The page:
Tips for your first week home with your newly adopted pet
Adopting a new dog or cat is very exciting. That furry friend you’re giving a second chance to becomes family, as well as a companion. But before you bring your dog or cat home, there are a few things you should do to make sure you are prepared for your new life together.
Before you pick up your dog, prepare supplies and dog-proof your home
Pick up food, food and water bowls, toys, a collar, a leash, blankets, and a dog crate. You’ll also want to dog-proof your home. Pick kids’ toys off the floor, and make sure areas you don’t want your dog venturing to are blocked off (baby gates work well). Open up spaces with a floor that’s easy to clean for the house-training period.
Always do your research into the type of dog you are getting to make sure their needs are met when they come into your home. If you’re adopting from the Ontario SPCA and Humane Society, you can also ask advice from our adoption coordinators!
Get your dog acclimatized to your home and new people
Before bringing your dog inside your home, take them outside for a long walk so they can burn off some energy. It’s also a good idea to keep treats in your pocket if you meet new people on your walk. This way they’ll learn making new friends gets them rewards.
When introducing them to the inside it can be a good idea to walk them directly to their space/bed and reward them so they know that is their area. Then allow them to explore the house at their own pace.
Figure out a sleep routine
Start by feeling out how your dog is adjusting to their new environment. If they’re confident, they may enjoy having full run of the house. Some dogs may like having their own sleep space as bonding and getting used to a new environment can take time. Introducing a crate with bedding and toys in this situation can make them feel more comfortable.
Before you pick up your cat, prepare supplies and choose a room for them
Pick up food, food and water bowls, blankets, toys, a scratching post, litter, a litterbox, and treats you can put into one room for the first few days. A new home can be overwhelming – smaller spaces make cats feel more comfortable. A good idea is to set them up in their own room and give them time to adjust to that space initially. This can help ease the transition to the new environment. You should also make sure their litterbox isn’t placed right next to their food and water bowls.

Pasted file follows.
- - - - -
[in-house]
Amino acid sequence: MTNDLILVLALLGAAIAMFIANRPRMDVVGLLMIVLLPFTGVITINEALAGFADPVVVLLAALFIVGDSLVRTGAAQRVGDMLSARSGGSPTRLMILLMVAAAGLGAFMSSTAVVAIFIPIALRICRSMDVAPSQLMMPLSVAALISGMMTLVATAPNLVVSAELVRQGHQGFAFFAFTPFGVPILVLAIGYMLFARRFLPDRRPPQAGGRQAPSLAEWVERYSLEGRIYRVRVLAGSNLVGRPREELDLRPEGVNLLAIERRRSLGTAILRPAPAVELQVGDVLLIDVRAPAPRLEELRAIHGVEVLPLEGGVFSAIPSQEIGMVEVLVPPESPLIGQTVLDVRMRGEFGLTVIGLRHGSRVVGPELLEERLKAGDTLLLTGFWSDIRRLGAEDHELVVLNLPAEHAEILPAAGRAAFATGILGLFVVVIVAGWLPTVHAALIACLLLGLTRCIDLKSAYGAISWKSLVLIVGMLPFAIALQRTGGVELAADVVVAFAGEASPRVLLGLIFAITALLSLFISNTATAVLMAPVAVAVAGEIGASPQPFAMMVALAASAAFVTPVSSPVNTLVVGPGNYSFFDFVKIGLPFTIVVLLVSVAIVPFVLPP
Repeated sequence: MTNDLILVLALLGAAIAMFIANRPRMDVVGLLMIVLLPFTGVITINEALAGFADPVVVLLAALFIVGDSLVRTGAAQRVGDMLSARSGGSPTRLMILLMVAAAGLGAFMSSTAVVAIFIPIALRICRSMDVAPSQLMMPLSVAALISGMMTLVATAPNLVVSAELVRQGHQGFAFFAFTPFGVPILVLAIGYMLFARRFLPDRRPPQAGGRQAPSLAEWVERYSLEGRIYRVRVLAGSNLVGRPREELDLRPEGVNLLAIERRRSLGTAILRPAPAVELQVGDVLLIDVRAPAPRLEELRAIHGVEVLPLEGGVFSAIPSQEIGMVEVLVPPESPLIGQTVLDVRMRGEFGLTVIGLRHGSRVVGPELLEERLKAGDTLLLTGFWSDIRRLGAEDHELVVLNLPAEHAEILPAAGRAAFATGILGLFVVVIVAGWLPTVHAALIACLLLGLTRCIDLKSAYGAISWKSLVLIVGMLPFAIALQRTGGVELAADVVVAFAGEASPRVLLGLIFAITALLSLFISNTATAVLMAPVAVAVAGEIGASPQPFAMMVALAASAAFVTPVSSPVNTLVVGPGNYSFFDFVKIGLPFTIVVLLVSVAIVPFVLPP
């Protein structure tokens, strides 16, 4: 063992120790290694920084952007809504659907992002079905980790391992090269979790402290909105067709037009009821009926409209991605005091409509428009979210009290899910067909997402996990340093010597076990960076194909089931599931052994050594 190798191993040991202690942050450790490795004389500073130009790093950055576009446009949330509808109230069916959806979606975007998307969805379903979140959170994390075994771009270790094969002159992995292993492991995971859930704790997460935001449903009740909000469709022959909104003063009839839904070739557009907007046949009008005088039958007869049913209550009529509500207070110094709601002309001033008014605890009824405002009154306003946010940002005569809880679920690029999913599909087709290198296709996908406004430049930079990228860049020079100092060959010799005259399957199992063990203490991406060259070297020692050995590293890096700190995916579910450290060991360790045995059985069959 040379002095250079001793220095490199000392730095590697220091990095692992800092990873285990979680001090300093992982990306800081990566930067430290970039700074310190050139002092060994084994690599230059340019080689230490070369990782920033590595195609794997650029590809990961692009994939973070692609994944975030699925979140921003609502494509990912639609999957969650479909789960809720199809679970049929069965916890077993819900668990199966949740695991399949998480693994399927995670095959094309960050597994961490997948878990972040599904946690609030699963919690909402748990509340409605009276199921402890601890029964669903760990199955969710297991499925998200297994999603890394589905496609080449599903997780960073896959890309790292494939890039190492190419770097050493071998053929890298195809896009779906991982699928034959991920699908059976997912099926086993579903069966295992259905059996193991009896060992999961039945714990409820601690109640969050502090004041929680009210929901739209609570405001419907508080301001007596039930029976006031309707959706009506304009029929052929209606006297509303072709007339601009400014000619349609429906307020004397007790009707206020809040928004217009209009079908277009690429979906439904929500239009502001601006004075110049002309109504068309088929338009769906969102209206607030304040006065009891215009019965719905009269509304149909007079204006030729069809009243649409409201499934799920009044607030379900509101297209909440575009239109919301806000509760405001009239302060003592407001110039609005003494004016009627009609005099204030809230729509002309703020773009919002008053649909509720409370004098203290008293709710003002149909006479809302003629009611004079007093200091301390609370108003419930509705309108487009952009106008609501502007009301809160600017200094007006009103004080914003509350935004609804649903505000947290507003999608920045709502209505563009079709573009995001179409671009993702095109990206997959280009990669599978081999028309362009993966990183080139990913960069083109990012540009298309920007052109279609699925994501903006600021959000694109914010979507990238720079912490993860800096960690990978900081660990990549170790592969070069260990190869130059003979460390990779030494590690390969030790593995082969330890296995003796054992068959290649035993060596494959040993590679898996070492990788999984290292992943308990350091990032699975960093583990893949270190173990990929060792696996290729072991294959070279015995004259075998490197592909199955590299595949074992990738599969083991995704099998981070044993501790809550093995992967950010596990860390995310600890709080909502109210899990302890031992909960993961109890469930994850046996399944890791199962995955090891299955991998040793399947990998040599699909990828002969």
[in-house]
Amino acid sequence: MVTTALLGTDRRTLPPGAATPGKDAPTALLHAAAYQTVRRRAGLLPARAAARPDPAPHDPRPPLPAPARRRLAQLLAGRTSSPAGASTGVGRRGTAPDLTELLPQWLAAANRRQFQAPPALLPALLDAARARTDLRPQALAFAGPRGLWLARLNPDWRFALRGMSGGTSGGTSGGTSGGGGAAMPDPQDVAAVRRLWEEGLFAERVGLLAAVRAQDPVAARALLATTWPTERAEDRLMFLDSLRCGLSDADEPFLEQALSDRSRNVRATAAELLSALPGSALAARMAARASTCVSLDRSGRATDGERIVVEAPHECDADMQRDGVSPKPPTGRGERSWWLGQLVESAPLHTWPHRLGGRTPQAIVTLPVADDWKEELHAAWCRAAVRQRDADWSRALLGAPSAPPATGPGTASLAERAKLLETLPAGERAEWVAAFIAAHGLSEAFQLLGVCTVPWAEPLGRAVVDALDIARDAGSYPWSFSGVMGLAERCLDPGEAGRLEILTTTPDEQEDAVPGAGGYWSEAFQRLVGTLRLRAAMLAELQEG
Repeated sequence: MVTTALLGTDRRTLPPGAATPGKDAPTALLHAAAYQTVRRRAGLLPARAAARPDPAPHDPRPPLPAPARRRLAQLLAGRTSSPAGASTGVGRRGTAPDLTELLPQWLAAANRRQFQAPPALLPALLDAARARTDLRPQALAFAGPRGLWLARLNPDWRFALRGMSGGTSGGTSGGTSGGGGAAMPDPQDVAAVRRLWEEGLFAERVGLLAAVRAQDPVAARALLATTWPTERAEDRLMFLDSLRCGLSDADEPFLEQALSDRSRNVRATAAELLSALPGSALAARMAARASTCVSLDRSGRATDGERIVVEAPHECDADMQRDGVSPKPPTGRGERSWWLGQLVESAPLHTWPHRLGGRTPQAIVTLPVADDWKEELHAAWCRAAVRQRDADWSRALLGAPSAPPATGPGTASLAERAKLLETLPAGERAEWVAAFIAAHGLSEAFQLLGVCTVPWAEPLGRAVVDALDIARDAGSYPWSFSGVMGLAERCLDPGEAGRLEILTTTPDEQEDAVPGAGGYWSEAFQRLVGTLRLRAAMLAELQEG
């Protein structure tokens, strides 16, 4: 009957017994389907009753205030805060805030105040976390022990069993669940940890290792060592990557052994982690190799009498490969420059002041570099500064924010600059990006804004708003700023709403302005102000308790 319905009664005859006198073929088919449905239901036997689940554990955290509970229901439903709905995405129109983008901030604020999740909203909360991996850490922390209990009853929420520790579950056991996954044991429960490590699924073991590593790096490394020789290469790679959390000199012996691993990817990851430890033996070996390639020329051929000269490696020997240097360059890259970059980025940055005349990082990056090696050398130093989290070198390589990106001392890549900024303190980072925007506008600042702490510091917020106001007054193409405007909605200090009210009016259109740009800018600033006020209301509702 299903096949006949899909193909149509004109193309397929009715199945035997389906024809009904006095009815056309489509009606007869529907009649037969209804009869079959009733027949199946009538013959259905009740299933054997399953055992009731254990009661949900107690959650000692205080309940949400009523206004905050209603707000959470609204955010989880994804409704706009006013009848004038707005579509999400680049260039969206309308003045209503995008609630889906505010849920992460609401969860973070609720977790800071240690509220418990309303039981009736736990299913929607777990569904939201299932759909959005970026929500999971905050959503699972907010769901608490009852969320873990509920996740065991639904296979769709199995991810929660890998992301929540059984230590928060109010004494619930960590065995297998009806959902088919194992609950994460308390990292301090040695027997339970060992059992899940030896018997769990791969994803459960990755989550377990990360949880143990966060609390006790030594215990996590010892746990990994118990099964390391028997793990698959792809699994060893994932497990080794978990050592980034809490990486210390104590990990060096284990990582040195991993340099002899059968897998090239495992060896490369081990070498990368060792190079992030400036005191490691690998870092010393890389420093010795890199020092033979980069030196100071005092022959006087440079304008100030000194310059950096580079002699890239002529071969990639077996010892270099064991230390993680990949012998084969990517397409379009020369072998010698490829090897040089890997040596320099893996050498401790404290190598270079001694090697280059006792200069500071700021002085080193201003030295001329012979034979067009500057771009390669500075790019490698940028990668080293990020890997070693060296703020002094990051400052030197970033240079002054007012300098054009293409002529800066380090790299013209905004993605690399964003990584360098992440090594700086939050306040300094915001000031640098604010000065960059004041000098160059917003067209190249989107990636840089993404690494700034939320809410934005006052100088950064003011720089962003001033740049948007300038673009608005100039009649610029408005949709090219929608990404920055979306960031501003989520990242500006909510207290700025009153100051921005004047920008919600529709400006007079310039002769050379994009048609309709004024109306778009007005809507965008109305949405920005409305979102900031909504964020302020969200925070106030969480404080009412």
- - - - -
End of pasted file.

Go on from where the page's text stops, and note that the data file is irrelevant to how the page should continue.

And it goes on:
Help your cat adjust and feel comfortable
Those toys and blankets you bought to prepare for your cat’s arrival help them feel comfortable. Lots of nice blankets give them options to hide under. You can also get a step bed so they can get up higher in the room and entertain themselves by looking outside. Take it slow. Let your cat acclimatize to the room, and as they get more comfortable with their space, you can open up the rest of your home.
Let your cat sleep in their designated room at night
Remember, bonding can take time. By letting your cat sleep in their designated room the first week, they start to feel comfortable, and may either continue to sleep there, or join you in your room once they’ve been a part of your family a bit longer. You can also reward your cat with treats when they come greet you to start to build that bond.
By doing all of these things, you can help ensure your dog or cat’s first week at home goes smoothly. For dogs, you can also get a trainer who uses positive reinforcement. If you’ve already got another pet at home, find out all you need to know about pet introductions.
Speaking for the ones who can’t speak for themselves
Keep up the good work speaking for the ones who can’t speak for themselves. A society who cares for their animals is a better society. Thanks for your good work!